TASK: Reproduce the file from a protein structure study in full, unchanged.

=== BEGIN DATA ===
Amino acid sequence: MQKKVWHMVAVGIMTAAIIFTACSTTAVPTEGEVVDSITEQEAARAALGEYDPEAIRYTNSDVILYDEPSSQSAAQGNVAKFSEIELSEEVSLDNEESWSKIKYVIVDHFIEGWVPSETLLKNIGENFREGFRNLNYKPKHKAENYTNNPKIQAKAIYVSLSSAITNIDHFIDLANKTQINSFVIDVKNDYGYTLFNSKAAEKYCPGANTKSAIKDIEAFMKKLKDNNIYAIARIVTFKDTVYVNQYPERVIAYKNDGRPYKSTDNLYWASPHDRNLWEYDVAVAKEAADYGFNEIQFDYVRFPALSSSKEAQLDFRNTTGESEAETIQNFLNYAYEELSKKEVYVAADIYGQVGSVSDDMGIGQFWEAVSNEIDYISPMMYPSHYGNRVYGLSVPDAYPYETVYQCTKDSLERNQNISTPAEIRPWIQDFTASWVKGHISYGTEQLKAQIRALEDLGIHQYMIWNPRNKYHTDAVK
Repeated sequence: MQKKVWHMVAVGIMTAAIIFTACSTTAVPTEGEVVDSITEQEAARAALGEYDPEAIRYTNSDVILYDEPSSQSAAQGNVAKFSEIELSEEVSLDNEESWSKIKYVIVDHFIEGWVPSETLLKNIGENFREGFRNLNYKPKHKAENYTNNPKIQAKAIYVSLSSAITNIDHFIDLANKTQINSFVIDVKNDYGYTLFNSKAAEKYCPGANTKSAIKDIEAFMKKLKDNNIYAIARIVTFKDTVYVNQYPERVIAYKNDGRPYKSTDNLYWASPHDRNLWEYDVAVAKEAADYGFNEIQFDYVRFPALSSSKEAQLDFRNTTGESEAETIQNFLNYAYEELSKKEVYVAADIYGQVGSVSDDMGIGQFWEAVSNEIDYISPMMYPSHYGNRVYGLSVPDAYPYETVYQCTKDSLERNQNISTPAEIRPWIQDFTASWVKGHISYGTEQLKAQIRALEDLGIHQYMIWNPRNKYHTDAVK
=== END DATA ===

Amino acid sequence: MQKKVWHMVAVGIMTAAIIFTACSTTAVPTEGEVVDSITEQEAARAALGEYDPEAIRYTNSDVILYDEPSSQSAAQGNVAKFSEIELSEEVSLDNEESWSKIKYVIVDHFIEGWVPSETLLKNIGENFREGFRNLNYKPKHKAENYTNNPKIQAKAIYVSLSSAITNIDHFIDLANKTQINSFVIDVKNDYGYTLFNSKAAEKYCPGANTKSAIKDIEAFMKKLKDNNIYAIARIVTFKDTVYVNQYPERVIAYKNDGRPYKSTDNLYWASPHDRNLWEYDVAVAKEAADYGFNEIQFDYVRFPALSSSKEAQLDFRNTTGESEAETIQNFLNYAYEELSKKEVYVAADIYGQVGSVSDDMGIGQFWEAVSNEIDYISPMMYPSHYGNRVYGLSVPDAYPYETVYQCTKDSLERNQNISTPAEIRPWIQDFTASWVKGHISYGTEQLKAQIRALEDLGIHQYMIWNPRNKYHTDAVK
Repeated sequence: MQKKVWHMVAVGIMTAAIIFTACSTTAVPTEGEVVDSITEQEAARAALGEYDPEAIRYTNSDVILYDEPSSQSAAQGNVAKFSEIELSEEVSLDNEESWSKIKYVIVDHFIEGWVPSETLLKNIGENFREGFRNLNYKPKHKAENYTNNPKIQAKAIYVSLSSAITNIDHFIDLANKTQINSFVIDVKNDYGYTLFNSKAAEKYCPGANTKSAIKDIEAFMKKLKDNNIYAIARIVTFKDTVYVNQYPERVIAYKNDGRPYKSTDNLYWASPHDRNLWEYDVAVAKEAADYGFNEIQFDYVRFPALSSSKEAQLDFRNTTGESEAETIQNFLNYAYEELSKKEVYVAADIYGQVGSVSDDMGIGQFWEAVSNEIDYISPMMYPSHYGNRVYGLSVPDAYPYETVYQCTKDSLERNQNISTPAEIRPWIQDFTASWVKGHISYGTEQLKAQIRALEDLGIHQYMIWNPRNKYHTDAVK